PHOTO: South Sudanese Christians in Maridi Diocese sharing bread and tea
2020 must be the year to throw away “the old and outdated practices of hatred”. So says the Archbishop of the Episcopal Church of South Sudan in his New Year message.
In an open letter to “my fellow South Sudanese”, the Most Rev Justin Badi Arama introduced the Church’s focus for the year ahead: the phrase from the Lord’s Prayer “Thy Kingdom Come”.
“To request for God’s kingdom to come means to request for God’s rule to be practical in the lives and hearts of his children,” he writes.
“This means our decisions, our actions must always reflect kingdom values of love, peace, forgiveness and reconciliation. The old and outdated practices of hatred, divisions and violence must be thrown away this year, 2020.”
This is a longing that surely reflects the hearts of millions of South Sudanese after the last six years of civil war. The fighting has killed 400,000 people and displaced a further 4 million – more than a third of the population – including many refugees in northern Uganda.
There has been an agonising peace process. A ceasefire in September 2018 has largely held, but the next major step of forming a government of national unity has been much more difficult. Two deadlines were missed in 2019. Now the scheduled date for forming the government is February 2020.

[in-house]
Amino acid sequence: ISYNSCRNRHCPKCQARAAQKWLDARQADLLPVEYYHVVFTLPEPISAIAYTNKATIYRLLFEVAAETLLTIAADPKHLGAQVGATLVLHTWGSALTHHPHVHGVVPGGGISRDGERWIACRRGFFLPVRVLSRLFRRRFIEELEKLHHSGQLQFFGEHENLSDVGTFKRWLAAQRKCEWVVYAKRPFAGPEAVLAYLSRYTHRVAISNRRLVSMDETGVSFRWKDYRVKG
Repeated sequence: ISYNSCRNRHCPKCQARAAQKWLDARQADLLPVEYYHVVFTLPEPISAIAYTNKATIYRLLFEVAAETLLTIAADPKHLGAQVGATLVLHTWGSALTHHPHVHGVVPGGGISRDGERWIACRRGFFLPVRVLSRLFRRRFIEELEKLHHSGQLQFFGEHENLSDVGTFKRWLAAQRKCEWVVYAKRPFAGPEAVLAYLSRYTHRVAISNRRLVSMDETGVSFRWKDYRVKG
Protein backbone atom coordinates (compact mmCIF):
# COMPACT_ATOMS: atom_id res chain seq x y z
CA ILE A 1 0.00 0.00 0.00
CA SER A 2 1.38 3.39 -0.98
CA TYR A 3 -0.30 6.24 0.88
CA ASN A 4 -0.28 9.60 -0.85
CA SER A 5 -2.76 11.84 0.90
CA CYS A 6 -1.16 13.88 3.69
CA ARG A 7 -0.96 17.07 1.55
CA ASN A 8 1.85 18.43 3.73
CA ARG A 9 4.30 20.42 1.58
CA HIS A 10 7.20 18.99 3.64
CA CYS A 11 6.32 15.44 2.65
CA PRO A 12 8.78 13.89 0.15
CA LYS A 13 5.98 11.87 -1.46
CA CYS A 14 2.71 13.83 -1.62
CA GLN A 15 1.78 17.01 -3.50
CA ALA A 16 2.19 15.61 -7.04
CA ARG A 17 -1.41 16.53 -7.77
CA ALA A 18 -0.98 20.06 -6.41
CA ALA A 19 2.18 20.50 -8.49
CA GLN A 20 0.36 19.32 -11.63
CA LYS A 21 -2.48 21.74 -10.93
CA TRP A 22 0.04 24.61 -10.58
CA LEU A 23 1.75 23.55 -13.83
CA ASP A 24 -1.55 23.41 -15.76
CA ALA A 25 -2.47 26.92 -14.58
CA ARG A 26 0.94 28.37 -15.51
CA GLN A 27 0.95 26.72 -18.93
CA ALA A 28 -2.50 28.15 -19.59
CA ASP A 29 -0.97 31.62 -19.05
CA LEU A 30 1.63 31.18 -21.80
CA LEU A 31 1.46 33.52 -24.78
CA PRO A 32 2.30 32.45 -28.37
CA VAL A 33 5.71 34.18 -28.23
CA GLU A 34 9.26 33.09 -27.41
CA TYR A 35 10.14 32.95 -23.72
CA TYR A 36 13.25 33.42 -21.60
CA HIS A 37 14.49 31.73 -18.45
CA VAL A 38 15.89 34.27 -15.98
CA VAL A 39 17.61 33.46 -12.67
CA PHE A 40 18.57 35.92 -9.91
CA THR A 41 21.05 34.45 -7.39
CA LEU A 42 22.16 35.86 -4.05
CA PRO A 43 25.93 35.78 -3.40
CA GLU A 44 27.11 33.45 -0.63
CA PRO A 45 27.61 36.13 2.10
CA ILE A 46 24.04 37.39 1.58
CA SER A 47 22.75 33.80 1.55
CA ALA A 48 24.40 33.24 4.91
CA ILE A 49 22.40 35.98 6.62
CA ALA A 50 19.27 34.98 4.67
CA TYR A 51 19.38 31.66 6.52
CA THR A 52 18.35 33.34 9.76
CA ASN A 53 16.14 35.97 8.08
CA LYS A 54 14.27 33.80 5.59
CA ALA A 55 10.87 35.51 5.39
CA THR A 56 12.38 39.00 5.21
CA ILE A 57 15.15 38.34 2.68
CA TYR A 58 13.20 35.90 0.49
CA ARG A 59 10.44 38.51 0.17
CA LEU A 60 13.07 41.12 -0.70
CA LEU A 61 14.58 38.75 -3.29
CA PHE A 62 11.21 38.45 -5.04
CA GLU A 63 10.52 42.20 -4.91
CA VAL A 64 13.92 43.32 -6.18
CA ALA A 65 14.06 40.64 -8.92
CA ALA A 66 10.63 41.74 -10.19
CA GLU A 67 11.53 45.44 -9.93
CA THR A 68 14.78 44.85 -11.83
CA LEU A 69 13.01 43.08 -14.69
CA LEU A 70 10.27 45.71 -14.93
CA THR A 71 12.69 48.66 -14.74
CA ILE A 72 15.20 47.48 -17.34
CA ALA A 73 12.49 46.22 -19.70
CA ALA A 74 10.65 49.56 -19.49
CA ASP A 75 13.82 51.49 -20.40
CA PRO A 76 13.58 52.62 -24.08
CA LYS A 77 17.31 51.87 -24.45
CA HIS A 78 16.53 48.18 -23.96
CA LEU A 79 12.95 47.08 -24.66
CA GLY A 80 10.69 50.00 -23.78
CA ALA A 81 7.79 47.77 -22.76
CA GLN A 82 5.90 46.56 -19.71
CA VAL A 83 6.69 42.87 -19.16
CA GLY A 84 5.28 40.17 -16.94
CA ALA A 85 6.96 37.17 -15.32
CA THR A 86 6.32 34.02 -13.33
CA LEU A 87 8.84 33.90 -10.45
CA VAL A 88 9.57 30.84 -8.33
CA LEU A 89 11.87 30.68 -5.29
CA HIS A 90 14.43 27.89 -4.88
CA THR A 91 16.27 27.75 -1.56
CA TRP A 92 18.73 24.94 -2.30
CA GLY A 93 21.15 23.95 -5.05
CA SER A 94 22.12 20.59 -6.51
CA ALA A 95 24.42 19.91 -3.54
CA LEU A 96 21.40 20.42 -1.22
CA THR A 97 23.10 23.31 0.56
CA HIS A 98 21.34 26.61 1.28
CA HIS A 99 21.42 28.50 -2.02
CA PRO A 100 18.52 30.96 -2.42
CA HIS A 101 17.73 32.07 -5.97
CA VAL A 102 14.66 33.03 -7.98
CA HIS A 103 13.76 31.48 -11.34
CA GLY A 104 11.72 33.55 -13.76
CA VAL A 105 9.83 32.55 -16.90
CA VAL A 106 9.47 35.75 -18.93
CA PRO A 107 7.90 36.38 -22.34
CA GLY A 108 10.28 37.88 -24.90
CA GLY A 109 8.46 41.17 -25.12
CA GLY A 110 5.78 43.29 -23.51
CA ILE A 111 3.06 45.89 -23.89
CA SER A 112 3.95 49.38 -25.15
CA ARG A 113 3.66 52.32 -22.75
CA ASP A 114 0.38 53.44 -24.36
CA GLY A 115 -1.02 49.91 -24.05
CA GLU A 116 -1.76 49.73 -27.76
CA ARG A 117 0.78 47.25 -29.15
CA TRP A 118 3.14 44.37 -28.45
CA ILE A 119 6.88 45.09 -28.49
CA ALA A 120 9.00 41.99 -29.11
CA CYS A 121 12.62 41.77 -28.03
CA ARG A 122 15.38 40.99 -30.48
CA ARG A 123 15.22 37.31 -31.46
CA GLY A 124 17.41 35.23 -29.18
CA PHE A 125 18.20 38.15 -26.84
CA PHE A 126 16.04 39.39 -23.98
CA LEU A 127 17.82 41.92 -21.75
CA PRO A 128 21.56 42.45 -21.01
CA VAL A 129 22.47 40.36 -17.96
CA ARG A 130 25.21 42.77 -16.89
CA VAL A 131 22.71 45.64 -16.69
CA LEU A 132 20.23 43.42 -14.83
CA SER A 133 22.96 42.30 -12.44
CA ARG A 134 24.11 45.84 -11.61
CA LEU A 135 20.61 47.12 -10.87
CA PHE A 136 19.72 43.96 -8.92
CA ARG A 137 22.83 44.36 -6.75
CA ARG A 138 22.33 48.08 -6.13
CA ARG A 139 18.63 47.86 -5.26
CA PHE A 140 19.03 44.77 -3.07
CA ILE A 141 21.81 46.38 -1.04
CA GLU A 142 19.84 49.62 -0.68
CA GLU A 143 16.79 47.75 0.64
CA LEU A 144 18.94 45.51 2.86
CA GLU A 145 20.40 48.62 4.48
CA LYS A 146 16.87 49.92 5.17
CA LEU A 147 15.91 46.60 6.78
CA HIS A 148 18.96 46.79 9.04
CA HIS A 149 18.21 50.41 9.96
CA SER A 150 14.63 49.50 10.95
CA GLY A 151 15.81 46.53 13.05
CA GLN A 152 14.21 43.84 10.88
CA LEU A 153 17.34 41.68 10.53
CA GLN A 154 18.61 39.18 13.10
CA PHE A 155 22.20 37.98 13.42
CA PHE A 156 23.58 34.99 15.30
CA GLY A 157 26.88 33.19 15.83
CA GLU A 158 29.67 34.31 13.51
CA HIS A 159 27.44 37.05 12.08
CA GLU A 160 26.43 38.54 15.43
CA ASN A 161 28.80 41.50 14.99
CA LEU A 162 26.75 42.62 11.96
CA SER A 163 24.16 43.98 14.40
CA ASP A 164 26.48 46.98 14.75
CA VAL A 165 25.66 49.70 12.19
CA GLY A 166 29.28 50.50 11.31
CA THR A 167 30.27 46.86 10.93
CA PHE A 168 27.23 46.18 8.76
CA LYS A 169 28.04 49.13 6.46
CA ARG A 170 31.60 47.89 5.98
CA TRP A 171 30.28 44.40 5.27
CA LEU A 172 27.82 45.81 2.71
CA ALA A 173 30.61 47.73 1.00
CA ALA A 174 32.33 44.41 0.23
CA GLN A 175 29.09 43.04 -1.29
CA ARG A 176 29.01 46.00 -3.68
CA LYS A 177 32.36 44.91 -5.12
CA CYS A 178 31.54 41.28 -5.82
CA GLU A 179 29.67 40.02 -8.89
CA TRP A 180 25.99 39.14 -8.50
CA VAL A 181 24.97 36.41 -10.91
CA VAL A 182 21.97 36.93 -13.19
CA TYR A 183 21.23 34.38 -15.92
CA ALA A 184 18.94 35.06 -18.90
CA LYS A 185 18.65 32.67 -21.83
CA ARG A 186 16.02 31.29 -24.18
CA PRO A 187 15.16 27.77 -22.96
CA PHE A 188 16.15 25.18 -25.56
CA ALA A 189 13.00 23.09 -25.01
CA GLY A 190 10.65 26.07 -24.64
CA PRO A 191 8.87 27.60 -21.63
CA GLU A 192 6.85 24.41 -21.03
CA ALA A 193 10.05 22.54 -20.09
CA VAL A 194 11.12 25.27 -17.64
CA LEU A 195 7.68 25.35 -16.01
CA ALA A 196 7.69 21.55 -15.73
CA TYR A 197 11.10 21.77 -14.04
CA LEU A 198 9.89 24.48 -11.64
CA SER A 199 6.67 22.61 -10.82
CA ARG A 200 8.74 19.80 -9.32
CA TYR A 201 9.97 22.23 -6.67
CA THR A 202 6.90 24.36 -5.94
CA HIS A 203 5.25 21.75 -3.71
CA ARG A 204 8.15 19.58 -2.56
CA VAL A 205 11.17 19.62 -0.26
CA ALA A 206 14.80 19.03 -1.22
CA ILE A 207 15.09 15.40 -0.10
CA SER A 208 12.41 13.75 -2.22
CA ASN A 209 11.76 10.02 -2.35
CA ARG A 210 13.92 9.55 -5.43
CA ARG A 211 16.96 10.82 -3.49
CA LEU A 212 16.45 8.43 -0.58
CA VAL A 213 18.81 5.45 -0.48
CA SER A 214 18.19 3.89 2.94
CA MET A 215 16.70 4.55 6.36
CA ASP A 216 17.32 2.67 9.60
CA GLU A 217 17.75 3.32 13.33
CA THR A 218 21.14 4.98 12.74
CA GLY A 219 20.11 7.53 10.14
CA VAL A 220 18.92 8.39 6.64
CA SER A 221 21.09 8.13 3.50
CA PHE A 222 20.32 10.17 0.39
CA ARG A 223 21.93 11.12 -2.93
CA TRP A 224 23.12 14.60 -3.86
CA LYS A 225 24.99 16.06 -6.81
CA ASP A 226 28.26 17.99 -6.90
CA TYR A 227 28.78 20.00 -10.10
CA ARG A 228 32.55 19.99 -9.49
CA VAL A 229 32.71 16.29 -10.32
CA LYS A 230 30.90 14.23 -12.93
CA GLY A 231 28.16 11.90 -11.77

There have been positive peaceful moves in preparation for this next stage, including bringing warring troops together. Training of both government and rebel troops to form a united army is going forward in multiple training camps.
There have been other pieces of good news too.
President Salva Kiir has issued pardons to 30 “high profile” (ie, political) prisoners held in Juba. The best-known, Peter Biar, had been jailed for two years for giving interviews to the media during a stand-off between guards and inmates at the National Security HQ.
In Yei River State, 23 civilians who were allegedly abandoned by government forces and picked up by the National Salvation Front during clashes have been handed over to the International Red Cross to be reunited with their families.
Also in Yei River State, a four-year old boy, who had been kidnapped during fighting between armed groups in Morobo county last October, has been released and re-united with his father (his mother was killed in the fighting).
North of the border in Sudan, there is more good news. The new government in Sudan has said it is possible to reach a comprehensive peace agreement with all rebel groups, both in the Blue Mountains and South Kordofan, and in Darfur, by the end of February. There are still clashes in Darfur, but they are between local tribes, and UN agencies are working to help them.
We hope that these are signs of hope for the broader peace process in both countries and urge all CMS supporters to join their prayers with Archbishop Justin, who concludes his New Year message:
“Our prayer is for every South Sudanese to look at things in a new way with a renewed effort and hope for peace and stability in our nation of South Sudan.”
Thanks to the Rev Jane Shaw, CMS trustee, who maintains close links with the Church in South Sudan and provided much of the information above.